The Blade/Dave Zapotosky
The cover of the current issue of Time magazine is not focused on the overwhelming human suffering in the aftermath of the typhoon in the Philippines, or on the cyber struggles of Obamacare, or the NFL’s uncomfortable internal examination of its ugly culture of 300-pound bullies.
Time chose to use the spotlight its lead story commands to make the case that increased hunting is the only viable means to control an overpopulation of wildlife that is an issue, a problem, or a crisis in many areas of America.
This publication, not known for being a vocal supporter of the tradition of hunting, apparently felt strongly enough about the growing number of clashes between man and beast to detail this perpetually hot-button topic.
Time says our conservation laws and restoration efforts have worked so well — too well in a number of cases — that we have warped the balance in the opposite direction. Species that were threatened with being wiped out in the last century are now so prolific that they can no longer be allowed to maintain their current numbers, without significant harm being done to both wildlife, and humans.
Writer David Von Drehle presents a very well-buttressed argument that the “environmental sensitivity” we learned from watching Bambi has made it extremely difficult to reach the conclusion that, with the absence of many real predators to control the populations, what we must do is remove “a bunch of these critters” from our surroundings.
“It’s time to shake off sentimentality and see responsible hunting through 21st century eyes,” Von Drehle writes.
He states, and this should be shouted from the highest mountain tops, that today’s hunters should not be stained and judged by the gross transgressions of those that slaughtered wildlife in past centuries.
“By shouldering the role of careful, conservation-minded predators, hunters make the coexistence of humans and wildlife sustainable," Von Drehle writes.
The Time piece cites burgeoning numbers of deer, bears, raccoons, and other overpopulated wildlife as it lays out the issue.
The city council in a very progressive city such as Durham, N.C., has decided to utilize archery hunters inside the city limits to reduce the deer population after dealing with an increasing number of deer-automobile crashes, and an outbreak of lyme disease.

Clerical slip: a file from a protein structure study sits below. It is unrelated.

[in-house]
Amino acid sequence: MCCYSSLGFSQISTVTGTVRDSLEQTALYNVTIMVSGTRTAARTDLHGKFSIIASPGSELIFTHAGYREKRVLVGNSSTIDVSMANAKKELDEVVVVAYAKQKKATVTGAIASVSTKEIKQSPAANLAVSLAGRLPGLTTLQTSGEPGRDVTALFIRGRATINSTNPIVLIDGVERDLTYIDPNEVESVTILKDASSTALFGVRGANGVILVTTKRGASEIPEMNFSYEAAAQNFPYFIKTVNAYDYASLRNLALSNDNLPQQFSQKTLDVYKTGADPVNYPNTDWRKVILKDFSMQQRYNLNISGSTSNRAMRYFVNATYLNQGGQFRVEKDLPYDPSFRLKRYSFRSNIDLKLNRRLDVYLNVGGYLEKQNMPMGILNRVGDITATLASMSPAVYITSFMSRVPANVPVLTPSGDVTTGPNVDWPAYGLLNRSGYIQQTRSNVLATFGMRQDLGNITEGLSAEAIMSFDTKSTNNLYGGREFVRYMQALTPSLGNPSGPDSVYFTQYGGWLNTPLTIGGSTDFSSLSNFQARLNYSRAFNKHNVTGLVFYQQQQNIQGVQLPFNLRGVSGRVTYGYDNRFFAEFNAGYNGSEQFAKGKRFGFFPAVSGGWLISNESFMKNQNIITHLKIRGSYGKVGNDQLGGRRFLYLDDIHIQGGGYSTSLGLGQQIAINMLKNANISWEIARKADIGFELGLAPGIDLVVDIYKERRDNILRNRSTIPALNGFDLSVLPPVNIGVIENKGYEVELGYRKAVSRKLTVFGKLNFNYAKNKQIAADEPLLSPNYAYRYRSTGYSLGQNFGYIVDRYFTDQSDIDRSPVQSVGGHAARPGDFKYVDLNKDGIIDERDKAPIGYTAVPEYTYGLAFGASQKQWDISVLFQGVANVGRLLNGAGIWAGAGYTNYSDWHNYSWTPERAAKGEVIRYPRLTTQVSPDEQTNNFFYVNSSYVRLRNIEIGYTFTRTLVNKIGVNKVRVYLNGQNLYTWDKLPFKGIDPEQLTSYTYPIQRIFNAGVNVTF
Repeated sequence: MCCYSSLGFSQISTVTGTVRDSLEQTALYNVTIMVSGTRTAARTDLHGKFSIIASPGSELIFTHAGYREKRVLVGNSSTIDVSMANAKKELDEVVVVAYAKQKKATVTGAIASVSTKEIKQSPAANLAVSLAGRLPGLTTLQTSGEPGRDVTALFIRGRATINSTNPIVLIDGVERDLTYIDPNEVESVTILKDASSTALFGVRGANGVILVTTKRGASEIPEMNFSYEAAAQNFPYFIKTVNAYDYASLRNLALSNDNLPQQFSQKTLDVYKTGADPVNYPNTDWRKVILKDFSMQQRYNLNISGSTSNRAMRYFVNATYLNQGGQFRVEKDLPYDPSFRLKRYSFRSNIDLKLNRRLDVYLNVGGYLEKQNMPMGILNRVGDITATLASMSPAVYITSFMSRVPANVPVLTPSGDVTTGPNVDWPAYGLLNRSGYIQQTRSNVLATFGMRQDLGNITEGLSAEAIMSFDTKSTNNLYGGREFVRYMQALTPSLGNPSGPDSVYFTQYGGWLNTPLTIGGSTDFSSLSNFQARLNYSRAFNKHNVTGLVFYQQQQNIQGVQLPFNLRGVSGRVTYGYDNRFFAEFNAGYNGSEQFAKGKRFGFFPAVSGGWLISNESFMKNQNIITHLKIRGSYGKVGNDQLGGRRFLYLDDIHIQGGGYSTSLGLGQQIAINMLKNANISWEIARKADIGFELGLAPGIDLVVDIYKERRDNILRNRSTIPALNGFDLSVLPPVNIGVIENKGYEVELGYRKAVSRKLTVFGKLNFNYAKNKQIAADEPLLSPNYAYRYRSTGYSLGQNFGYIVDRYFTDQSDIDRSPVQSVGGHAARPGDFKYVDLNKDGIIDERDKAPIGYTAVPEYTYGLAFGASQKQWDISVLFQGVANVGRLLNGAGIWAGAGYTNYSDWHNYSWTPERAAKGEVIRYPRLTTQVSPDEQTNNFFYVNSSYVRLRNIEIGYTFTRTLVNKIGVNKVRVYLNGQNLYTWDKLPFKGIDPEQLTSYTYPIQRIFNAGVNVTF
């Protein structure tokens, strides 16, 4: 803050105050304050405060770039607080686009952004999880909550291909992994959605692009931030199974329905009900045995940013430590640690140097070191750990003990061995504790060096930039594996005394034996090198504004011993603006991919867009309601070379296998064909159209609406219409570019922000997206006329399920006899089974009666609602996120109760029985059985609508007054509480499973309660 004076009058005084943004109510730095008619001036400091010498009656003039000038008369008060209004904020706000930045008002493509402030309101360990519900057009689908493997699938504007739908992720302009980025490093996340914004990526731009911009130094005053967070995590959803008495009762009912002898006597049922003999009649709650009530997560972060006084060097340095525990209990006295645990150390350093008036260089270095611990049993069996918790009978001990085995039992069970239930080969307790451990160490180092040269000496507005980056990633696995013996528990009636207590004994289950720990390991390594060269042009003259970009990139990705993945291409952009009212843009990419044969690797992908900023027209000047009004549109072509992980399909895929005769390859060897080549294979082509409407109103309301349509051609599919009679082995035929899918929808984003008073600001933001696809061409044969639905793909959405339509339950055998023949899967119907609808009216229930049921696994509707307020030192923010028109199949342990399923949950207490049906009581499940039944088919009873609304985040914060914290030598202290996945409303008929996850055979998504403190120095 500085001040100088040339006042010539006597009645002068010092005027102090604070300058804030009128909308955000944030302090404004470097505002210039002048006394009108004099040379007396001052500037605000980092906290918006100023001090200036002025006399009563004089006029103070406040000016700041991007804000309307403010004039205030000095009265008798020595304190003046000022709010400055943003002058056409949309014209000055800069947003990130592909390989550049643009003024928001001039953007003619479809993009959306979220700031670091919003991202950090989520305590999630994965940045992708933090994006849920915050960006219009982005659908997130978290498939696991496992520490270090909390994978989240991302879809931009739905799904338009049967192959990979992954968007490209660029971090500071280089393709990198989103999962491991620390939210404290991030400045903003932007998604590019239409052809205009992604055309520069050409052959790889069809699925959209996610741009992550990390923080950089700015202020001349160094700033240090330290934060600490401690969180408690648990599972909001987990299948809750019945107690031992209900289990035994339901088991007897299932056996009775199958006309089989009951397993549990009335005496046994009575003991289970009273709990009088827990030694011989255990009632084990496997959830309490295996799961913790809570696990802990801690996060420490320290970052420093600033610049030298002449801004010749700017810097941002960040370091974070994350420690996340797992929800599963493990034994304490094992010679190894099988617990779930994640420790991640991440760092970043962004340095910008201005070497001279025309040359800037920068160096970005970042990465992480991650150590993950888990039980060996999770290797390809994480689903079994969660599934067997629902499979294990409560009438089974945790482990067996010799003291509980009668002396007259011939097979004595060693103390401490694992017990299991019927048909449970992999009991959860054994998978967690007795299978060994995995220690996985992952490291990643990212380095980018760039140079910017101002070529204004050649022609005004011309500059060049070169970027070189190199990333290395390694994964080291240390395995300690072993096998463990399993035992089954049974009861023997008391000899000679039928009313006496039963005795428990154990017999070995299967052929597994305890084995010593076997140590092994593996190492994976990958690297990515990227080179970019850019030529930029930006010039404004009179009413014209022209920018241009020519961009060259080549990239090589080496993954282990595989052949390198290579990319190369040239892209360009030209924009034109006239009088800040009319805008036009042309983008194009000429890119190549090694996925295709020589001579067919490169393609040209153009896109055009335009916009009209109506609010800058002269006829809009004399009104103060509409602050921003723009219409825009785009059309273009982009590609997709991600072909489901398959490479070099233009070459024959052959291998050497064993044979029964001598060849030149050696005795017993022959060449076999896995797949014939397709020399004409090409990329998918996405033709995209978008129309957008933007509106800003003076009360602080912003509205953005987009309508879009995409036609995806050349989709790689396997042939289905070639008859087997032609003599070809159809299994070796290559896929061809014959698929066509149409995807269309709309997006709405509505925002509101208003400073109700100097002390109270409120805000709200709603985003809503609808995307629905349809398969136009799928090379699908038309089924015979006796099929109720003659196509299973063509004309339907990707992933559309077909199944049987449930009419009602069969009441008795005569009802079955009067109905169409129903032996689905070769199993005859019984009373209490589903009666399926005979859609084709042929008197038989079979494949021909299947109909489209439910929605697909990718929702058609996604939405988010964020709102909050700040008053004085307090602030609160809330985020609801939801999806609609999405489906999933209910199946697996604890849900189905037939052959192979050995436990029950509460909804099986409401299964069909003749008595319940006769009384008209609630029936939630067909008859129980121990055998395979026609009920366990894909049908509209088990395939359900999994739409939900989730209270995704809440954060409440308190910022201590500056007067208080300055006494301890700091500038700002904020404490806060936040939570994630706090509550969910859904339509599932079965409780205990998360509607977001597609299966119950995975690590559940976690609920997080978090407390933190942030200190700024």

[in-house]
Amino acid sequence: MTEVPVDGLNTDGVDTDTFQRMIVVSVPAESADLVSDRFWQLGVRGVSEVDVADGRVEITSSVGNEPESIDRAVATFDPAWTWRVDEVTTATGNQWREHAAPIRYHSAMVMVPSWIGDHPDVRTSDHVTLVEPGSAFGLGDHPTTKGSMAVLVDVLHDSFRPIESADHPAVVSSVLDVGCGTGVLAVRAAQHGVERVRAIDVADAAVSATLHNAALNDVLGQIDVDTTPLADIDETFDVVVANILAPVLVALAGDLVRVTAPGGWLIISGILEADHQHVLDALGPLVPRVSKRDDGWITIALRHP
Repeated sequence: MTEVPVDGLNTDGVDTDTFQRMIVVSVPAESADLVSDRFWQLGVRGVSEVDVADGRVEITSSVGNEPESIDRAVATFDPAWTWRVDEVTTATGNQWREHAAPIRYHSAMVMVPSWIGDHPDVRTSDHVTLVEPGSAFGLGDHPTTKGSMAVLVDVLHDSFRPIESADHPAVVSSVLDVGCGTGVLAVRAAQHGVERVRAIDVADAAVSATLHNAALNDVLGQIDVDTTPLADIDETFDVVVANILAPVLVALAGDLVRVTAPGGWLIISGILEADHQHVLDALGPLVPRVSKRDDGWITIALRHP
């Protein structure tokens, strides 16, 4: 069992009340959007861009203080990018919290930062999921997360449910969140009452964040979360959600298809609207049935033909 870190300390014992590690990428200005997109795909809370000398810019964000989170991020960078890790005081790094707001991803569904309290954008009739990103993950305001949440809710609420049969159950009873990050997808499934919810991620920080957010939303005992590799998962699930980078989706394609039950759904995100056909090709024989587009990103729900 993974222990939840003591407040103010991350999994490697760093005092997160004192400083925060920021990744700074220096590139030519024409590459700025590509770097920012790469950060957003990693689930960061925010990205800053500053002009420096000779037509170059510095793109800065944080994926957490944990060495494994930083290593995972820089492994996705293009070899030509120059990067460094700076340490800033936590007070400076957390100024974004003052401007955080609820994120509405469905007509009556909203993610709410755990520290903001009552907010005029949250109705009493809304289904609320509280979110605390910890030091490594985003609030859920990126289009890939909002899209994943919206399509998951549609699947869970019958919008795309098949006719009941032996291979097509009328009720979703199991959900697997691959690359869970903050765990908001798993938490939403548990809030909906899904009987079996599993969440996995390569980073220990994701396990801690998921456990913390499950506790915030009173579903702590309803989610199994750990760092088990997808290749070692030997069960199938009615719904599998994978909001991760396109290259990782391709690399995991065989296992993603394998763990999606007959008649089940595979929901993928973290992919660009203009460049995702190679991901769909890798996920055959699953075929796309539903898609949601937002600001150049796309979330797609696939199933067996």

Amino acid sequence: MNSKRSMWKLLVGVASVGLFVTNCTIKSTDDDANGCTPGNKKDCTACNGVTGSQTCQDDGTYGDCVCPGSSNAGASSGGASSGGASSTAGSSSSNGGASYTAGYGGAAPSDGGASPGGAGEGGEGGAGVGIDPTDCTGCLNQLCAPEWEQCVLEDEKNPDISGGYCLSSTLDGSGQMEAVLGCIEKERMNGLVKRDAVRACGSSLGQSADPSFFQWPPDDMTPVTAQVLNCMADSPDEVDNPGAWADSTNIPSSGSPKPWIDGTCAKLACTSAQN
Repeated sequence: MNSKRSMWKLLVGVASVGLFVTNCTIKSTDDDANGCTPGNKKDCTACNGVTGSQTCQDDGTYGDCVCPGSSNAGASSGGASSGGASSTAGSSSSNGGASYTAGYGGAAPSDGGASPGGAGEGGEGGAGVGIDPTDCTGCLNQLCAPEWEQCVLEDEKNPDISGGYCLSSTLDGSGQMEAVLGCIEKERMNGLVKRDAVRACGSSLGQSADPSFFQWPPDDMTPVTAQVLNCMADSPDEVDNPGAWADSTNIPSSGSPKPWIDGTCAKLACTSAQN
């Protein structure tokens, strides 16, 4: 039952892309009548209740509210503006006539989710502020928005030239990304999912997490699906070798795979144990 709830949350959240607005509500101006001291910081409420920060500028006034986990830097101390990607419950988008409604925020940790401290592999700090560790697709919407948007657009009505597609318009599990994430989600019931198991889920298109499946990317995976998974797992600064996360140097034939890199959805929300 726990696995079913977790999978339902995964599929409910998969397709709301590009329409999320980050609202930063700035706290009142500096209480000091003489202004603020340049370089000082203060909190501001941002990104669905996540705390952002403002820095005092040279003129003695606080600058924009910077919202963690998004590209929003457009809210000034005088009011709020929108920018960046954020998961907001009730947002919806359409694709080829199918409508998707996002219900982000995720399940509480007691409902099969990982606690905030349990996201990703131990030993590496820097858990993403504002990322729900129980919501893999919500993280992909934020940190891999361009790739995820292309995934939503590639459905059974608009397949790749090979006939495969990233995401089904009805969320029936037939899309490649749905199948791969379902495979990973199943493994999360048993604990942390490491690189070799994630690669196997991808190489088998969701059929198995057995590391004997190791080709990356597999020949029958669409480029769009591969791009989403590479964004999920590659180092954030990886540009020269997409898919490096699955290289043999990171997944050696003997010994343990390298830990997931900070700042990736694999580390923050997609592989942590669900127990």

Just last month in San Jose, Calif., destructive and prolific wild pigs were hunted inside that city’s boundaries.
In the Quad Cities area of Illinois and Iowa, bow hunters were permitted to work the greenspace in Rock Island in an attempt to rein in an exploding deer population.
Expanded hunting hours and bag limits have been used in states from Maine to Ohio, in the hope that the additional opportunities would increase the harvest of overpopulated wildlife.
Von Drehle details how the volatile wildlife issue in New Jersey is bears. The state, which is about 40 percent forest, had just 50 bears about four decades ago, but by 2009 there were 70 times as many — an estimated 3,500 black bears. With bears marauding through suburban neighborhoods, “mauling pets — even breaking into houses”, a limited hunt was held in 2012, and accompanied by vigorous protests.
During five years of living in Los Angeles, I had some first-hand experience with this collision of perspectives. Most of the folks living in the Hollywood Hills area professed a deep “love” of the wildlife that inhabited the steep canyons along the switchback roads below the “Hollywood” sign.
But when those “cute” deer munched on the fruit trees and rose bushes in the neatly terraced courtyards around those million dollar homes, then it was war. And when, under cover of darkness, the coyotes slipped out of the rugged scrubland above the houses to steal pet food, or dine on fido and kitty, it was again war.
The property owners tried hot pepper sprays, electric fencing, firecrackers, motion sensors, and even poisons, but the wildlife usually won. Only an arrow, a bullet, or a trap provided much success in thinning the herd, or the pack.
This wildlife-human life clash strikes very close to home. In the recent past, Ottawa Hills has grappled with the issue of a controlled hunt to thin a mushrooming deer herd. Coyotes in the brushy corridor along the Maumee River have boldly helped themselves to patio pet food, and sometimes to the pets. Canada geese are the scourge of many golf courses, parks, and lawns — all burned by their toxic waste.
Most recently, Metroparks has resorted to using a controlled archery hunt in an effort to thin a deer herd that it feels is destroying sensitive vegetation in the Oak Openings region. Some parks regulars object to the hunt, even though it is being held in an area where public access is minimal, while a number of property owners adjacent to the park property resent the hunt since it will likely reduce deer numbers throughout the area.
That case illustrates the variety of passionate viewpoints, and the palatability issue that comes with any proposed solution. Nature takes care of overpopulation through quite gruesome methods — starvation and disease — and the Time piece points out that in the absence of an ideal predator-and-prey balancing mechanism, it’s up to us.
“We were wrong to disrupt the balance by killing too often during the heedless years of the 19th and early 20th centuries,” Von Drehle writes. “Now it is wise to correct the more recent mistake of killing too rarely.”
Contact Blade outdoors editor Matt Markey at: email@example.com or 419-724-6068.